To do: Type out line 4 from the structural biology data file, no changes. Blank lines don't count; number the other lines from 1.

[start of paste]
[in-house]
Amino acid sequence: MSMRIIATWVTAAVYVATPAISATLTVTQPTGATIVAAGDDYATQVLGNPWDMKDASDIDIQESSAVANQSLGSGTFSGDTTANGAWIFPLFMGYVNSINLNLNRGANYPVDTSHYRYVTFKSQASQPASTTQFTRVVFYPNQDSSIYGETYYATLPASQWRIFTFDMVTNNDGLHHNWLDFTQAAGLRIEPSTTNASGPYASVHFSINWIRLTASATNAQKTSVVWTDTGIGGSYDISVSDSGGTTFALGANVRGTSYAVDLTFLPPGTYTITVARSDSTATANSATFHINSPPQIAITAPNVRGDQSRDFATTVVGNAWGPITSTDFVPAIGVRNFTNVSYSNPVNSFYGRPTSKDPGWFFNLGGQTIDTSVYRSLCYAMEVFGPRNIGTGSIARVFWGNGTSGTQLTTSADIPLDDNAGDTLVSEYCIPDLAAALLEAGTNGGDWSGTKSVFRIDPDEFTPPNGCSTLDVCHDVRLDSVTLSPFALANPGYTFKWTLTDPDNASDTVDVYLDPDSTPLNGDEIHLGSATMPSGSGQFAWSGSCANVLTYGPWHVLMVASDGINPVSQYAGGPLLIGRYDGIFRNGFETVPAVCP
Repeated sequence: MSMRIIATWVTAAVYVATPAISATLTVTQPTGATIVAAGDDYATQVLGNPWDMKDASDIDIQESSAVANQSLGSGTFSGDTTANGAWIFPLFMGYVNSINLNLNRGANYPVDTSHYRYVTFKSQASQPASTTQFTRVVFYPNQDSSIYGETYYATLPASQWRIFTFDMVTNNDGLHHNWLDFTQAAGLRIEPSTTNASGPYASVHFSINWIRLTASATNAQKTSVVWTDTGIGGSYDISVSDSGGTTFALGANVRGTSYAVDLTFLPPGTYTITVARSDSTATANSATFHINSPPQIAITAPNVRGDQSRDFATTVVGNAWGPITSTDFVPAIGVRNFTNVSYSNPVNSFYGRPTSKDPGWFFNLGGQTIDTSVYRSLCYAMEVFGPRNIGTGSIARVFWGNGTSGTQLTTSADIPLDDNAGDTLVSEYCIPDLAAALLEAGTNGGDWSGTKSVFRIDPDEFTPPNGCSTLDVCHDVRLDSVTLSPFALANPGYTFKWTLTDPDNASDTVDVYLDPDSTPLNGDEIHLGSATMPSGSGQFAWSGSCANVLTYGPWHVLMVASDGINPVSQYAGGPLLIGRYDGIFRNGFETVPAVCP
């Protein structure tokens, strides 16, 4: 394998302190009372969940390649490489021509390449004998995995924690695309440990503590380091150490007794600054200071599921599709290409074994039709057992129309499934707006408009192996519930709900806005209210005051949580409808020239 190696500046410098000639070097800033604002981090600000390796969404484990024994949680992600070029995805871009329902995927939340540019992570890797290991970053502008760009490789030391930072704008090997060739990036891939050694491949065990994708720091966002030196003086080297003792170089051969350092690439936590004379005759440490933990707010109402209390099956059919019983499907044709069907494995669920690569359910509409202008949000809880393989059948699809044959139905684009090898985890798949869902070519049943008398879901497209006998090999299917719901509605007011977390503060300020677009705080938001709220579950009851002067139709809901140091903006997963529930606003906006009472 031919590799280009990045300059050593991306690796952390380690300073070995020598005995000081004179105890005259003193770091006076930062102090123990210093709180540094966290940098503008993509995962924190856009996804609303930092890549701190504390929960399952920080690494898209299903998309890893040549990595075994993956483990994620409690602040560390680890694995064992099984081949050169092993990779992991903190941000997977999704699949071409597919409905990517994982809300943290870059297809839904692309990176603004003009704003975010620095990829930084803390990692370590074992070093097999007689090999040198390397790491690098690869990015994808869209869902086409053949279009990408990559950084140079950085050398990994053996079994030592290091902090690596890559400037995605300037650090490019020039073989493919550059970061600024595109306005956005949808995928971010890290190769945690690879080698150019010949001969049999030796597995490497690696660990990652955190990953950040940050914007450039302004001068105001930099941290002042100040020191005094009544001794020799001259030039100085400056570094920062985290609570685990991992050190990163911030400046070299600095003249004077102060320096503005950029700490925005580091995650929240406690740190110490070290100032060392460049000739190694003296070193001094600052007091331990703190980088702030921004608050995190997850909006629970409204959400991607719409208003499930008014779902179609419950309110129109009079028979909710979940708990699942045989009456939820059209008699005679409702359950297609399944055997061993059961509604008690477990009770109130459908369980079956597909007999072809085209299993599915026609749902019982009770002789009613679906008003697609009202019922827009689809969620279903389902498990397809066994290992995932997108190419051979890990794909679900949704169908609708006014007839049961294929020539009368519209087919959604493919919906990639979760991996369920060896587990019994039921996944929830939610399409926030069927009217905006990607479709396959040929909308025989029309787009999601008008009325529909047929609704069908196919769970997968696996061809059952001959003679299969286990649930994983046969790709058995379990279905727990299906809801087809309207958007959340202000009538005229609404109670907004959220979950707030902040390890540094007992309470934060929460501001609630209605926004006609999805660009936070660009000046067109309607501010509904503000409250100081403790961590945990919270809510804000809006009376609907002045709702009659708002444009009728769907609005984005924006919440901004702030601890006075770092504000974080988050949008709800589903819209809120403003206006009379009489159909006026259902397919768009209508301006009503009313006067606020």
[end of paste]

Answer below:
């Protein structure tokens, strides 16, 4: 394998302190009372969940390649490489021509390449004998995995924690695309440990503590380091150490007794600054200071599921599709290409074994039709057992129309499934707006408009192996519930709900806005209210005051949580409808020239 190696500046410098000639070097800033604002981090600000390796969404484990024994949680992600070029995805871009329902995927939340540019992570890797290991970053502008760009490789030391930072704008090997060739990036891939050694491949065990994708720091966002030196003086080297003792170089051969350092690439936590004379005759440490933990707010109402209390099956059919019983499907044709069907494995669920690569359910509409202008949000809880393989059948699809044959139905684009090898985890798949869902070519049943008398879901497209006998090999299917719901509605007011977390503060300020677009705080938001709220579950009851002067139709809901140091903006997963529930606003906006009472 031919590799280009990045300059050593991306690796952390380690300073070995020598005995000081004179105890005259003193770091006076930062102090123990210093709180540094966290940098503008993509995962924190856009996804609303930092890549701190504390929960399952920080690494898209299903998309890893040549990595075994993956483990994620409690602040560390680890694995064992099984081949050169092993990779992991903190941000997977999704699949071409597919409905990517994982809300943290870059297809839904692309990176603004003009704003975010620095990829930084803390990692370590074992070093097999007689090999040198390397790491690098690869990015994808869209869902086409053949279009990408990559950084140079950085050398990994053996079994030592290091902090690596890559400037995605300037650090490019020039073989493919550059970061600024595109306005956005949808995928971010890290190769945690690879080698150019010949001969049999030796597995490497690696660990990652955190990953950040940050914007450039302004001068105001930099941290002042100040020191005094009544001794020799001259030039100085400056570094920062985290609570685990991992050190990163911030400046070299600095003249004077102060320096503005950029700490925005580091995650929240406690740190110490070290100032060392460049000739190694003296070193001094600052007091331990703190980088702030921004608050995190997850909006629970409204959400991607719409208003499930008014779902179609419950309110129109009079028979909710979940708990699942045989009456939820059209008699005679409702359950297609399944055997061993059961509604008690477990009770109130459908369980079956597909007999072809085209299993599915026609749902019982009770002789009613679906008003697609009202019922827009689809969620279903389902498990397809066994290992995932997108190419051979890990794909679900949704169908609708006014007839049961294929020539009368519209087919959604493919919906990639979760991996369920060896587990019994039921996944929830939610399409926030069927009217905006990607479709396959040929909308025989029309787009999601008008009325529909047929609704069908196919769970997968696996061809059952001959003679299969286990649930994983046969790709058995379990279905727990299906809801087809309207958007959340202000009538005229609404109670907004959220979950707030902040390890540094007992309470934060929460501001609630209605926004006609999805660009936070660009000046067109309607501010509904503000409250100081403790961590945990919270809510804000809006009376609907002045709702009659708002444009009728769907609005984005924006919440901004702030601890006075770092504000974080988050949008709800589903819209809120403003206006009379009489159909006026259902397919768009209508301006009503009313006067606020």